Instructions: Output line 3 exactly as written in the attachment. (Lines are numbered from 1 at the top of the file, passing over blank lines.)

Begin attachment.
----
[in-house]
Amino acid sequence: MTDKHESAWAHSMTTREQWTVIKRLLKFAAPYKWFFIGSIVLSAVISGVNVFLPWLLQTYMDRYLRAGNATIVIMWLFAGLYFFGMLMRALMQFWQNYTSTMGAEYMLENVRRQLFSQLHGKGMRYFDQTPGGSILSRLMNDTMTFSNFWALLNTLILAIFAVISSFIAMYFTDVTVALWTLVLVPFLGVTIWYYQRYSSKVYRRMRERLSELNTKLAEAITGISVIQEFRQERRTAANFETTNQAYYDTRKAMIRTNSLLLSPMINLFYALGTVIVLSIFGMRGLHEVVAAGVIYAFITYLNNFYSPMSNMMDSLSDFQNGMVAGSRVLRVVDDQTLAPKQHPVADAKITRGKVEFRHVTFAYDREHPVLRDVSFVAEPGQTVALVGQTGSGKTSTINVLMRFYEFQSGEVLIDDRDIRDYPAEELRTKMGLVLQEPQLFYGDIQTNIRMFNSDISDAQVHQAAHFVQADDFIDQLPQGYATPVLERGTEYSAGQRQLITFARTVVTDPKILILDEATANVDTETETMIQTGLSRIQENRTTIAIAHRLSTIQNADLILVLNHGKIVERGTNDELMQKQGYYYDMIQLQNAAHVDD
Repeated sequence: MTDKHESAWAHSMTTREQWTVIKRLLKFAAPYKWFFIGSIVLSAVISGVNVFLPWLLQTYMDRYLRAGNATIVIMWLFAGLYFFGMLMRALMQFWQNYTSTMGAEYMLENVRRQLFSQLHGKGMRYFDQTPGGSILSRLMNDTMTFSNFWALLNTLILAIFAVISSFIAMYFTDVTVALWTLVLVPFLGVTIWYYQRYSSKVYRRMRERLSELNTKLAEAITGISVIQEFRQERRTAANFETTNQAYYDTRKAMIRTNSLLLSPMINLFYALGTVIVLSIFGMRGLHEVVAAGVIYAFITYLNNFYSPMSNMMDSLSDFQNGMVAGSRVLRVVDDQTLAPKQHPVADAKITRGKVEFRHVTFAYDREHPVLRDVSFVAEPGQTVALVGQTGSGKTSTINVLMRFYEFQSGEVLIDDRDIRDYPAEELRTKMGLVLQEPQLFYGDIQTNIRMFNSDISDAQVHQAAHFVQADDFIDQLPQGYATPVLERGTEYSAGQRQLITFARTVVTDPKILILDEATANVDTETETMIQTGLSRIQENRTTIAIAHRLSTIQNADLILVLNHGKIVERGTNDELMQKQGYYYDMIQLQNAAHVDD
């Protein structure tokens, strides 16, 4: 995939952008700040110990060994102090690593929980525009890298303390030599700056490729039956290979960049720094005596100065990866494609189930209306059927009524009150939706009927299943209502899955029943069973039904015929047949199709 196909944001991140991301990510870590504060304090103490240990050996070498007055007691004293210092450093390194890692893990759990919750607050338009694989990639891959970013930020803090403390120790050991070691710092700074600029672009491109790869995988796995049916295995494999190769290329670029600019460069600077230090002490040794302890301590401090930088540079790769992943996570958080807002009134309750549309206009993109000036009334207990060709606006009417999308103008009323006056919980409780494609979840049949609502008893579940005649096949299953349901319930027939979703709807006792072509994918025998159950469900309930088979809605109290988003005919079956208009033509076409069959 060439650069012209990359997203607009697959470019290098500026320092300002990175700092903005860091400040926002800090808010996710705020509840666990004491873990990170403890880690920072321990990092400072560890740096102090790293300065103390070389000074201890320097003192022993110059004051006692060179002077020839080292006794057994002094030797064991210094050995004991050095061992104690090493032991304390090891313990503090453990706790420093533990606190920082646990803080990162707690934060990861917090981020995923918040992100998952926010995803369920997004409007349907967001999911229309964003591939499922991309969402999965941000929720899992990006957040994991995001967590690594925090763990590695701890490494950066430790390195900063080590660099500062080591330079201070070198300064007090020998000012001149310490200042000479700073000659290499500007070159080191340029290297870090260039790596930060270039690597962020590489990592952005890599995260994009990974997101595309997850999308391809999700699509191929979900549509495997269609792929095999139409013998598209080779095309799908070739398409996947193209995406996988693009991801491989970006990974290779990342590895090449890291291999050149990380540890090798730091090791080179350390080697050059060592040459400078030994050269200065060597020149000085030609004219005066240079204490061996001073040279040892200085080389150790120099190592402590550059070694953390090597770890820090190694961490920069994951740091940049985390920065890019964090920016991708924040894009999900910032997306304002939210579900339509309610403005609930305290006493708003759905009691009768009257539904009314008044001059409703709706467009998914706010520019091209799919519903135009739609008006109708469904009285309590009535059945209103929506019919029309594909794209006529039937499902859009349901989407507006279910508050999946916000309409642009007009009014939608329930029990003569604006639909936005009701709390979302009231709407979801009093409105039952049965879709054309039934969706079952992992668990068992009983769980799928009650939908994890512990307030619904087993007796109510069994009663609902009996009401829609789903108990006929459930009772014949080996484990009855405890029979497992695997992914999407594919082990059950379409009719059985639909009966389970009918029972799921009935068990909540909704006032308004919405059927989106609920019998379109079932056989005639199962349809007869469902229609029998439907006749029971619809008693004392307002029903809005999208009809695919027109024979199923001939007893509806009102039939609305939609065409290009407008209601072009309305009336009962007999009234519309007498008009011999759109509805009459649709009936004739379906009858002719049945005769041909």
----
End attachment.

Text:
Repeated sequence: MTDKHESAWAHSMTTREQWTVIKRLLKFAAPYKWFFIGSIVLSAVISGVNVFLPWLLQTYMDRYLRAGNATIVIMWLFAGLYFFGMLMRALMQFWQNYTSTMGAEYMLENVRRQLFSQLHGKGMRYFDQTPGGSILSRLMNDTMTFSNFWALLNTLILAIFAVISSFIAMYFTDVTVALWTLVLVPFLGVTIWYYQRYSSKVYRRMRERLSELNTKLAEAITGISVIQEFRQERRTAANFETTNQAYYDTRKAMIRTNSLLLSPMINLFYALGTVIVLSIFGMRGLHEVVAAGVIYAFITYLNNFYSPMSNMMDSLSDFQNGMVAGSRVLRVVDDQTLAPKQHPVADAKITRGKVEFRHVTFAYDREHPVLRDVSFVAEPGQTVALVGQTGSGKTSTINVLMRFYEFQSGEVLIDDRDIRDYPAEELRTKMGLVLQEPQLFYGDIQTNIRMFNSDISDAQVHQAAHFVQADDFIDQLPQGYATPVLERGTEYSAGQRQLITFARTVVTDPKILILDEATANVDTETETMIQTGLSRIQENRTTIAIAHRLSTIQNADLILVLNHGKIVERGTNDELMQKQGYYYDMIQLQNAAHVDD